Saturday, March 22, 2008

rizla - a smoke or a toke?

a As reported in the March-April 2008 edition of Druglink, Rizla, the major manufacturer of cigarette papers, seems rather annoyed. Mental health charity Rethink has called for it to put health warnings concerning the dangers of cannabis on its king-size papers, on the basis that "more people think king-size Rizla papers are used for cannabis than for tobacco".

A Rizla spokesman objected: "Rizla as a brand was singled out for the total focus of a campaign about cannabis use. There was no justification for picking on a single brand."

One justification may be that the Association of Nurses in Substance Abuse guide to Good clinical practice identified in 1997 that the presence of Rizla papers could indicate, in the presence of other signs, that cannabis was being used. In 1993, an advert for Rizla with the caption "twist and burn" was banned by the Advertising Standards Authority because it was seen to promote cannabis use - a twist to close the paper at the end of a fatter than usual cigarette being the sign of a spliff within all the toking subcultures - despite Rizla's protestations that it was a motorcycling phrase (it's actually associated with making your own CD's). The same year, the ASA resisted complaints about another Rizla campaign, filled with what could be interpreted as cannabis references, fronted by the slogan "It's what you make it".

The trouble with cannabis is that it's not what it used to be. Progressive politicians push each other out of the way to disclose solemnly that they inhaled once upon a time - with the implied message that "it didn't do me any harm, so..." However, it's a circular argument: people who are in a position to disseminate the message that cannabis didn't do them any harm, are in a position to do so because cannabis didn't do them any harm.

But cannabis does do harm, and here's the rub: it has gotten more harmful from the 1980's onwards through selective breeding to increase the amount of psychoactive compounds - mainly tetrahydrocannabinol (plus around 60 other cannabinoids) - in the plant. In the 1970's, cannabis could contain as low as 1-2% tetrahydrocannabinol (THC); it can contain over ten times as much now.

Not only that, but the amount of home-grown cannabis is increasing, rendering border controls (such as they are) useless. Ten years ago, 11% of cannabis sold in Great Britain was grown here; now, that figure has risen to 60%, possibly due in part due to Moroccan authorities cracking down on the drug. Home growing is also cheaper; with "gardeners" often paid in cannabis instead of money, once the cost of a rented house - with almost every square foot devoted to agriculture - is subtracted, the rest is profit. With crops maturing every month, it is not unknown for a street value of over £20,000 to be raised twelve times a year. It seems that the Nuntii Cantabrigienses carries a story about a cannabis factory discovered every week.

Gone are the days when cannabis was associated with relaxed people listening intently to jazz, Led Zeppelin or sub-Pink-Floyd psychodelia. Or Revolution Number 9, but anybody with any affection for The Beatles doesn't talk about that. With increasing strength, phenomena such as tolerance and even a cannabis withdrawal syndrome have been identified, as well as a link with the development of psychosis.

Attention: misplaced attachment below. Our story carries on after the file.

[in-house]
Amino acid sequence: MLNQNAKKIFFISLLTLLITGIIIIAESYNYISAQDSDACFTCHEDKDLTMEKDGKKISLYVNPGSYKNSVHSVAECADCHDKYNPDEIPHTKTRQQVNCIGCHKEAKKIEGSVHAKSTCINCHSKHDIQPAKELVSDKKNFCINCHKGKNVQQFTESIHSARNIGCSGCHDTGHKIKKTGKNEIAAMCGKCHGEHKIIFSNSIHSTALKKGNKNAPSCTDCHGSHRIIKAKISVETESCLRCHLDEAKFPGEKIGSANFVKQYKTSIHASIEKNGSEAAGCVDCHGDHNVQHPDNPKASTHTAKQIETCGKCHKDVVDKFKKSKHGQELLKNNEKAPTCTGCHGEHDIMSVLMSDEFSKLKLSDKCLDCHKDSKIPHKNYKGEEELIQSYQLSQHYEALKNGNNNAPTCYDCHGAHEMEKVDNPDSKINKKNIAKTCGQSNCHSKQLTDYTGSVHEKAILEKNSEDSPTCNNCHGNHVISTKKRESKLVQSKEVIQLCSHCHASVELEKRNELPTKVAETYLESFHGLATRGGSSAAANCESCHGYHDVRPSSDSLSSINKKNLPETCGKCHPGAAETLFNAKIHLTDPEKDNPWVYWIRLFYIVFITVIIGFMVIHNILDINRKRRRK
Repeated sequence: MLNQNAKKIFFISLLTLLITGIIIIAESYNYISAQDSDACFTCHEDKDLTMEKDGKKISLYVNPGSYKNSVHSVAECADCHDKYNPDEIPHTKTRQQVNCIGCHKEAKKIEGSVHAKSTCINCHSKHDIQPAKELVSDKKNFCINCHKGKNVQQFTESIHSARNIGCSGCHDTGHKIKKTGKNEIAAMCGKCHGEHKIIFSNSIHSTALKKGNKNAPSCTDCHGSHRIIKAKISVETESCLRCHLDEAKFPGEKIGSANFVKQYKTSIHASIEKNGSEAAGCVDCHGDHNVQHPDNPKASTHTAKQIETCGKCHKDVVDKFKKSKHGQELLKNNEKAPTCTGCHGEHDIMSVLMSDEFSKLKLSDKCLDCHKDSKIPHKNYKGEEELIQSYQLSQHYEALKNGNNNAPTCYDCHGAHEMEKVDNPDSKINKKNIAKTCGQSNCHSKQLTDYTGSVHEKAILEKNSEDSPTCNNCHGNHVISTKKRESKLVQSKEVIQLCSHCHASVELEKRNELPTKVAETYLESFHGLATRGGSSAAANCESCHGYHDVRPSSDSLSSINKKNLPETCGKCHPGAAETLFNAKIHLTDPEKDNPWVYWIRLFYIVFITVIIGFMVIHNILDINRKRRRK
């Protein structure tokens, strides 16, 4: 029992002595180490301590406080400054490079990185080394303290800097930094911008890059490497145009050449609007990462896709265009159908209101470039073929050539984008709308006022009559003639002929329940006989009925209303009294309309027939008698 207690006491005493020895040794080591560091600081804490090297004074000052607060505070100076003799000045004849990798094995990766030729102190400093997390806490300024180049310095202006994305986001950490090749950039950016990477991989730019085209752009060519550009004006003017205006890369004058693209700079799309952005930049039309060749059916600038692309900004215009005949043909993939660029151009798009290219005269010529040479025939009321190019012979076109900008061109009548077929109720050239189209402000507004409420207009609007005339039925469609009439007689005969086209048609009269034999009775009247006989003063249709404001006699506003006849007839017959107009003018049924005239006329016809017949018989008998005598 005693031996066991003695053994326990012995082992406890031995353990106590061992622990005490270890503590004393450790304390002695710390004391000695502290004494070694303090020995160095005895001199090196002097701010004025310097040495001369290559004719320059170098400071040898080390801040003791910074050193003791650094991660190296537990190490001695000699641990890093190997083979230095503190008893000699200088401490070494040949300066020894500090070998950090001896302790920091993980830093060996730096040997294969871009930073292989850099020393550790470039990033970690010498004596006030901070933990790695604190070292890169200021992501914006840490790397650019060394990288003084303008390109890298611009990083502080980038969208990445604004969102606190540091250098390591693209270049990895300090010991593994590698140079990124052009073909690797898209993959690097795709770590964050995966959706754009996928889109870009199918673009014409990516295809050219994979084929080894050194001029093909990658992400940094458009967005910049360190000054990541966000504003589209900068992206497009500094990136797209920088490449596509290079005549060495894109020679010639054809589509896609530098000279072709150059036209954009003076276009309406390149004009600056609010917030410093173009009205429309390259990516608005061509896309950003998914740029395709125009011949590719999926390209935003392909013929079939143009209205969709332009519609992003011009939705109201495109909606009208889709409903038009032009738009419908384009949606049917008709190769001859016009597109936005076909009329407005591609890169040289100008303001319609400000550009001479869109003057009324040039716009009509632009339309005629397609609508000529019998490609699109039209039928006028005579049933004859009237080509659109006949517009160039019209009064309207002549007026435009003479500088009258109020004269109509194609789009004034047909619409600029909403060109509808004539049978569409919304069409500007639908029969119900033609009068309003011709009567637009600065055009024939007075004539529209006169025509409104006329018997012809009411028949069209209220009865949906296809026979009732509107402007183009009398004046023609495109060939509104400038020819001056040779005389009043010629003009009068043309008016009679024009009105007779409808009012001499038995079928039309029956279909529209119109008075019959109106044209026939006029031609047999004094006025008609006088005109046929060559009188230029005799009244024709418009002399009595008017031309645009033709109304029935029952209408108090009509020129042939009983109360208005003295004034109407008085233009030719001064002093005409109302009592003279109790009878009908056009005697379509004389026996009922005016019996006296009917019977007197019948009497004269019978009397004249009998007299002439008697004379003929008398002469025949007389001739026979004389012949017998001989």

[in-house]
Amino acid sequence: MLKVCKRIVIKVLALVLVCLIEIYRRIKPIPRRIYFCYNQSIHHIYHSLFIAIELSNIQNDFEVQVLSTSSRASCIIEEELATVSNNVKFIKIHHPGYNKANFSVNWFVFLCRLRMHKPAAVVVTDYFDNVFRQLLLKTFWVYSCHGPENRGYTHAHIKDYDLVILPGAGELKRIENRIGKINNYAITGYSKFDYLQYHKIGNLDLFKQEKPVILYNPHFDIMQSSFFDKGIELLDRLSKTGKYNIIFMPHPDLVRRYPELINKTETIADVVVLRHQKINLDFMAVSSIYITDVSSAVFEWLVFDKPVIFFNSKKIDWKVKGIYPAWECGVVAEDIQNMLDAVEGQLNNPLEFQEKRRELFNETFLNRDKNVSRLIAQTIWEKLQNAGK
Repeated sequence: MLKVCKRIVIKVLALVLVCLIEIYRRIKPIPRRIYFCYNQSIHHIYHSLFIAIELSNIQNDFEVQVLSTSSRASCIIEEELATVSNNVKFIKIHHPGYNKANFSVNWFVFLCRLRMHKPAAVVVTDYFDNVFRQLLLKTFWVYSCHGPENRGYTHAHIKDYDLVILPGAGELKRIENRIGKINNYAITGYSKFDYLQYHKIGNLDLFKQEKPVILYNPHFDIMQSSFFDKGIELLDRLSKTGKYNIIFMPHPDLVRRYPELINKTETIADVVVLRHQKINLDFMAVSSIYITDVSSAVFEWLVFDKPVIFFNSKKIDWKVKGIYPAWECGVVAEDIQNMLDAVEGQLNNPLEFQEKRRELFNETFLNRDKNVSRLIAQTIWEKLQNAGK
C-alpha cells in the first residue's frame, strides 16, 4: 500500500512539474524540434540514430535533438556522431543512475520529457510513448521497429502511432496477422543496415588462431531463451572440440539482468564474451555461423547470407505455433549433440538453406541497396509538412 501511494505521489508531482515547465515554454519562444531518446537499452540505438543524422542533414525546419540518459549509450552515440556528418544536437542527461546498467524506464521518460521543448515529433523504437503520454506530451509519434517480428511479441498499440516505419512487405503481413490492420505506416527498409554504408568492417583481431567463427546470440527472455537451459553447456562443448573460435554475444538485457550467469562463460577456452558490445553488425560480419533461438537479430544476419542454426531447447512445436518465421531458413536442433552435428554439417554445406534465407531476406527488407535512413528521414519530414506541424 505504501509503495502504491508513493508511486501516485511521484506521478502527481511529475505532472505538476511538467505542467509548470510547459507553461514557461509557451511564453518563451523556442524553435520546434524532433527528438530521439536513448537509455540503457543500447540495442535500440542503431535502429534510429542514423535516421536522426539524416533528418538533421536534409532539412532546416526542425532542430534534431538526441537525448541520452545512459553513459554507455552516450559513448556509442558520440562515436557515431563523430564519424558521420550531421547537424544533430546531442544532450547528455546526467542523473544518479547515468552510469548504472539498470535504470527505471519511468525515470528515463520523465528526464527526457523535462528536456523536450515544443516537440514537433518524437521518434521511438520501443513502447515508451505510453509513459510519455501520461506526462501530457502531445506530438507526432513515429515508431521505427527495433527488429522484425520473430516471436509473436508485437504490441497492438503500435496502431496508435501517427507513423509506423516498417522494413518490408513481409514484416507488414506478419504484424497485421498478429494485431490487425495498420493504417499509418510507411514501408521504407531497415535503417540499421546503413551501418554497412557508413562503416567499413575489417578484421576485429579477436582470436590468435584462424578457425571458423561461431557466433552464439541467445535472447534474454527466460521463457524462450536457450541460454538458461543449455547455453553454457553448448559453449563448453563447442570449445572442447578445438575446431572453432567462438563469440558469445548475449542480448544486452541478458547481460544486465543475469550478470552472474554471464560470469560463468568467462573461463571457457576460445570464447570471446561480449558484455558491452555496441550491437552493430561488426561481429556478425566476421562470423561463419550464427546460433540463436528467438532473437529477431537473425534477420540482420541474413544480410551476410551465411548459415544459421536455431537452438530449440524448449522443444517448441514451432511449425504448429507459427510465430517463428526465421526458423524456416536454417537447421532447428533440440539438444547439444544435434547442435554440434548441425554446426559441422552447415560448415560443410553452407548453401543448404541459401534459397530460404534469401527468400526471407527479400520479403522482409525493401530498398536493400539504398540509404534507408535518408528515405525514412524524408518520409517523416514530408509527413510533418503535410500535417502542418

Certain components of cannabis may have important roles to play in pain relief, it is true; but that is no more an argument for its general acceptability than the pain-relieving qualities of diamorphine justify abuse of street heroin. In terms of harm done, moreover, much of the harm suffered by users of street heroin is inflicted by additives with which the drug is "cut" to make it last longer; the significant amounts of harm done by cannabis, on the other hand, can be ascribed purely and simply to its endogenous components.

What has all of this got to do with Rizla? I would say a lot, because Rizla is often assumed to be the cigarette-paper of choice to smoke tobacco, surely, but is also inextricably bound up with the consumption of cannabis. For example, an opinion-piece concerning a garage (written by customers, not owners) speaks of it "providing the youth of Bourne End with an endless supply of Rizlas and munchies". Man does not live by cigarette papers alone, it's true, but "munchies" is a word that cannabis-users employ to indicate the stimulation of appetite engendered by the weed's consumption.

There are plenty of examples of Rizla being used within direct reference to drugs, even to the preparation of joints. But Rizla cannot be held responsible for the acts of eejits - however, the cross-motif is so universally associated with cannabis use that there is a brand of cigarette papers called "cannabis" which uses the Rizla cross motif. I realise that the company cannot be expected to keep an eye on every pirate outfit which steals its motif, but in this case I call on Rizla to identify the makers of this brand of papers and publically denounce it because of cannabis use. I'd hoped to get one of these packs from the low-cost store in Cantabrigia's Mill Road that was selling them, but both the papers and the bongs with the pictures of cannabis leaves on them are gone - maybe some eejit's been blogging about them. (The bloke in the head-shop was puzzled about "cannabis" cigarette papers, he said you wouldn't want to advertise you were smoking it. He seemed to know something about odour-free cannabis that I didn't.)

In the meantime, if Rizla doesn't want to put a health-warning on its papers regarding cannabis, perhaps it might consider starting to distance itself from the illicit drugs trade by putting another legend on its papers: "not to be used with cannabis."

1 comment:

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